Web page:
I've never received this kind of service from the Lowe's paint department. Ever. I just get teary eyed thinking about it. More people would do home improvement if everything was this easy.

I told them that I'd had a lot of trouble finding someone who carried Watertight and asked why that was.

"We don't have a lot of demand for it. It costs a few dollars more than other brands, so most people go with a cheaper option. We only sell about 20 gallons of it a year."

Aside from the fact that I've just bought a year's supply, I'm not sure what to make of this. If most people buy the cheapest stuff and not the best, it would explain a lot about the selection of products offered at the big-box stores, the tyranny of the low-brow taste (or general poverty of us home improvement types).

Anyhow, if I need anymore specialty paint supplies (or even non-specialty), I think I will be coming back to see these folks. Life's too short for shitty paint and piss-poor service.

Farrell-Calhoun Paints
401 South Bowman Road
Little Rock, AR 72211
(501) 224-2500

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Anonymous Diane said...

Hi. I've been a fan of the Devil Queen since last summer when my spouse & I ripped out the defunct chimney of our partially-rehabbed formerly Queen Anne cottage in Memphis. Anyway, the very first project we ever did on the house 4 years ago was painting (half) the exterior. We got our paint from Farrell-Calhoun and they were great, especially after I walked out with the wrong cans (long story), which they exchanged the next day. Except for some places where we "repaired" the clapboard (we had no idea what we were doing...) our paint is in great shape. (Other old houses on our block start peeling within 2-3 months of getting sprayed with watered down latex over old oil-based. We had spent a crazy amount of time on the prep work, too.)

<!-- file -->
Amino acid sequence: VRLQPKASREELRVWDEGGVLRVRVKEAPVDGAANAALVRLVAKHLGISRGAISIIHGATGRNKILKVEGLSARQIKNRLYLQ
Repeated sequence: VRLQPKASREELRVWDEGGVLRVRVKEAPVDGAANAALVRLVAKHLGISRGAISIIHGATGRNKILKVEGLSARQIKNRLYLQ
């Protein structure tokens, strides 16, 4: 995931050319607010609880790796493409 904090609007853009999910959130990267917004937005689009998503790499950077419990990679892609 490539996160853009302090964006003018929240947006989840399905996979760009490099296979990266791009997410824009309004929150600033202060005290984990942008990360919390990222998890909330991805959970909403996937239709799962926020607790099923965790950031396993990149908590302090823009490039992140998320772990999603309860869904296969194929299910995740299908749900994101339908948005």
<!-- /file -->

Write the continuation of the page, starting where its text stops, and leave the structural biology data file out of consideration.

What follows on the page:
2:04 PM  
Anonymous Jenne said...

Customer service can make all the difference. My brother in law in Colorado works at a paint store, and they provide the same services you described here. I was amazed the first time I went in there for paint and was actually HELPED.:) Totally different experience than when I go to the big stores in Omaha.

4:58 PM  
Blogger EGE said...

This is what Johnny meant when he said "any GOOD hardware store ought to be able to set you up." It bears repeating: We. Hate. Blowe's.

4:36 AM  
Anonymous Anonymous said...

Glad to hear to went with the good stuff. I love everything Zinsser makes, it is always best in class and well worth the difference in price. On Another note, as an independent distributor (private paint store owner) we really pride ourselves on service. When Home Depot opened a location in my town (manhattan) it acutally helped to increase my business. They really make my store look good.

Yours Truly,

King Street Farm

9:31 AM  
Blogger John said...

King Street Farms,

Thank you again for the professional advice. You've saved me a fat wad of time and money. I just went and picked up another seven gallons of the stuff. That's hilarious about Home Depot increasing your business, that is great.

Thanks again!

The Devil Queen

10:42 AM  
Anonymous lisajo said...

I love Zinsser's shellac primer...BIN. Great stuff. I primed some cheap plastic kitchen cabnites in our guest house, top coated them in oil based semi gloss (I was a tired and true oil base fan...), and they look great. Even nine years later! Love the blog...good luck wiht everything. But go do some more paintings.

9:21 PM  
Anonymous Joe said...

I love paint stores and I wouldn't buy paint anywhere else. Sherwin Williams has always been the place I go, haven't tried Farrell-Calhoun yet, but may after reading of your experience.

Painting can be a relaxing and rewarding pastime if you have the proper equipment and materials. but it can be just the opposite when you don't.

6:51 AM  
Blogger John said...


More paintings? I don't mind if I do.



10:17 AM